Quine has helped me better understand why we should reject a priori as a valuable concept at all.
It seems that most examples of a priori justification can be explained by language and semantics.
All bachelors are unmarried males.1
The classic example of a priori justification is a synonym.
In order to understand this sentence, one must have prior knowledge of the definition for these words. They must also understand the structure of a sentence to fully grasp its meaning. The proposition requires knowledge from experience.
Further, as a thought experiment, let's say we traveled to the future and looked up the definition of bachelor and it comes to mean someone who is married (the opposite of its current definition). Does that not reject the a priori statement based on experience? The whole idea seems like a semantic game that provides little value for knowledge. And yet, so much mental labor has been devoted to comparing a priori and a posteriori. This is a distraction.
I would also argue that without the reader, this statement cannot be understood. A reader must read the statement, which requires time and space -- both of which fall under the category of experience. All justifications must necessarily require experience because they require space and time in order to read and understand them. Like Kant, our world is perceived through the lens of the human mind. Propositions, justifications, and knowledge also require the human mind. The statement and the reader cannot be sufficiently separated.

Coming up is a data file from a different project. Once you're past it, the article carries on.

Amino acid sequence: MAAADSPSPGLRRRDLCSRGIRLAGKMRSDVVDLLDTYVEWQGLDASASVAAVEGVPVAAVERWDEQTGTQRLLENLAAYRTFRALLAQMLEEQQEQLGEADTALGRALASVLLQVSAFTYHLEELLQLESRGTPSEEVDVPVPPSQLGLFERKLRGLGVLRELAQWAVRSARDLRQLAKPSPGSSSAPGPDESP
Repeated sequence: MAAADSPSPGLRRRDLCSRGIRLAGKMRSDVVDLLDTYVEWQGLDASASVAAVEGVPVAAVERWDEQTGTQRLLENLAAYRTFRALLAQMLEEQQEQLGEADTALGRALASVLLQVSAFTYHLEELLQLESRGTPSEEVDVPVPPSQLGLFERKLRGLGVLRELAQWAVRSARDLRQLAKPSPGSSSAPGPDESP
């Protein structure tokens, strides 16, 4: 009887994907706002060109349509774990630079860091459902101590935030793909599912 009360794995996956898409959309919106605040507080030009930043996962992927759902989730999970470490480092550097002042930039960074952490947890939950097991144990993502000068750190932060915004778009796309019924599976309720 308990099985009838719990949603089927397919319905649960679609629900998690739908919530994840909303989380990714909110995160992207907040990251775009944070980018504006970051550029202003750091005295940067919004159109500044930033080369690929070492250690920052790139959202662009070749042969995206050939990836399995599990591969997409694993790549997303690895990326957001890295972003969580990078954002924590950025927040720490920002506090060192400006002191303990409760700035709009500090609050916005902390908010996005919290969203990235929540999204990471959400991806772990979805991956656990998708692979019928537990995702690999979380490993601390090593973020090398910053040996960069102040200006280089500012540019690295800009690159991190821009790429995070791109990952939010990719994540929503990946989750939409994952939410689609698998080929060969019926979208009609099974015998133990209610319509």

After Quine dropped a bomb with The two dogmas of empiricism, it seems we have moved the goal post from Kant's definition of a priori:
knowledge that is absolutely independent of all experience2
To a definition that is a little more lax:
"independent of experience" should not be taken to mean independent of all experience, but, as a first approximation, to mean "independent of all experience beyond what is needed to grasp the relevant concepts involved in the proposition".3
When reading this modified definition of a priori I cannot help but ask: what is the value in making this distinction? What value do we get from understanding justifications prior to some types of experience and a posteriori?
Let's look at a mathematical example of a priori justification
2 + 2 = 4
Let's just say for a second that a priori is legitimate and this is a good example of one. What do we gain from this information?
I could go deeper into the mathematical example but it's been awhile since I've thought about the philosophy of math and logic.
Kant, Immanuel, 1787 , Critique of Pure Reason ↩︎